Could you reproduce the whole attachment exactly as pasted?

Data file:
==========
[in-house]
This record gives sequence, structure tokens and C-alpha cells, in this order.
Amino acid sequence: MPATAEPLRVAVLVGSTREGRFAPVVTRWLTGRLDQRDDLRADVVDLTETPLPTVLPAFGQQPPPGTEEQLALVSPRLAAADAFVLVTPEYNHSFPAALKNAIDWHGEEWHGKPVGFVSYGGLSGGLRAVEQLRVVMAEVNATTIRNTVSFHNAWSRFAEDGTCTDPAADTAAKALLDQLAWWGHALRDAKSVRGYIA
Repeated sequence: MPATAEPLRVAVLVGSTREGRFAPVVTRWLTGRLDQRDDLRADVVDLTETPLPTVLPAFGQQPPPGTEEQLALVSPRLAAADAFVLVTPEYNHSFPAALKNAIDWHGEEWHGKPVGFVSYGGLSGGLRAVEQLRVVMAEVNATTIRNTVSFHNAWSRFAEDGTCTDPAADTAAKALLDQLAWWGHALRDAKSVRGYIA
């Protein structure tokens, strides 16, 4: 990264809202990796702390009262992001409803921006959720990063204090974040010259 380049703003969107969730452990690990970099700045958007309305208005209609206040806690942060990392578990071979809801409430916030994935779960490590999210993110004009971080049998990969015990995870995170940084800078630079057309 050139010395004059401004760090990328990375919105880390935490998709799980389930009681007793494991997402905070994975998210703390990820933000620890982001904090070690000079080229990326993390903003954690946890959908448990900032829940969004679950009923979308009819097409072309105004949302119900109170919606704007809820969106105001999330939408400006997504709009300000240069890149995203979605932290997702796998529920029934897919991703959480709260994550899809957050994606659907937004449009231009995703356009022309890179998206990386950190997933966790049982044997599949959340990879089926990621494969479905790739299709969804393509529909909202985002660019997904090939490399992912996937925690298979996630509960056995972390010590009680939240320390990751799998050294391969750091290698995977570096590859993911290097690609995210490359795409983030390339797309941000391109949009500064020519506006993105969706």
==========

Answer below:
[in-house]
This record gives sequence, structure tokens and C-alpha cells, in this order.
Amino acid sequence: MPATAEPLRVAVLVGSTREGRFAPVVTRWLTGRLDQRDDLRADVVDLTETPLPTVLPAFGQQPPPGTEEQLALVSPRLAAADAFVLVTPEYNHSFPAALKNAIDWHGEEWHGKPVGFVSYGGLSGGLRAVEQLRVVMAEVNATTIRNTVSFHNAWSRFAEDGTCTDPAADTAAKALLDQLAWWGHALRDAKSVRGYIA
Repeated sequence: MPATAEPLRVAVLVGSTREGRFAPVVTRWLTGRLDQRDDLRADVVDLTETPLPTVLPAFGQQPPPGTEEQLALVSPRLAAADAFVLVTPEYNHSFPAALKNAIDWHGEEWHGKPVGFVSYGGLSGGLRAVEQLRVVMAEVNATTIRNTVSFHNAWSRFAEDGTCTDPAADTAAKALLDQLAWWGHALRDAKSVRGYIA
């Protein structure tokens, strides 16, 4: 990264809202990796702390009262992001409803921006959720990063204090974040010259 380049703003969107969730452990690990970099700045958007309305208005209609206040806690942060990392578990071979809801409430916030994935779960490590999210993110004009971080049998990969015990995870995170940084800078630079057309 050139010395004059401004760090990328990375919105880390935490998709799980389930009681007793494991997402905070994975998210703390990820933000620890982001904090070690000079080229990326993390903003954690946890959908448990900032829940969004679950009923979308009819097409072309105004949302119900109170919606704007809820969106105001999330939408400006997504709009300000240069890149995203979605932290997702796998529920029934897919991703959480709260994550899809957050994606659907937004449009231009995703356009022309890179998206990386950190997933966790049982044997599949959340990879089926990621494969479905790739299709969804393509529909909202985002660019997904090939490399992912996937925690298979996630509960056995972390010590009680939240320390990751799998050294391969750091290698995977570096590859993911290097690609995210490359795409983030390339797309941000391109949009500064020519506006993105969706």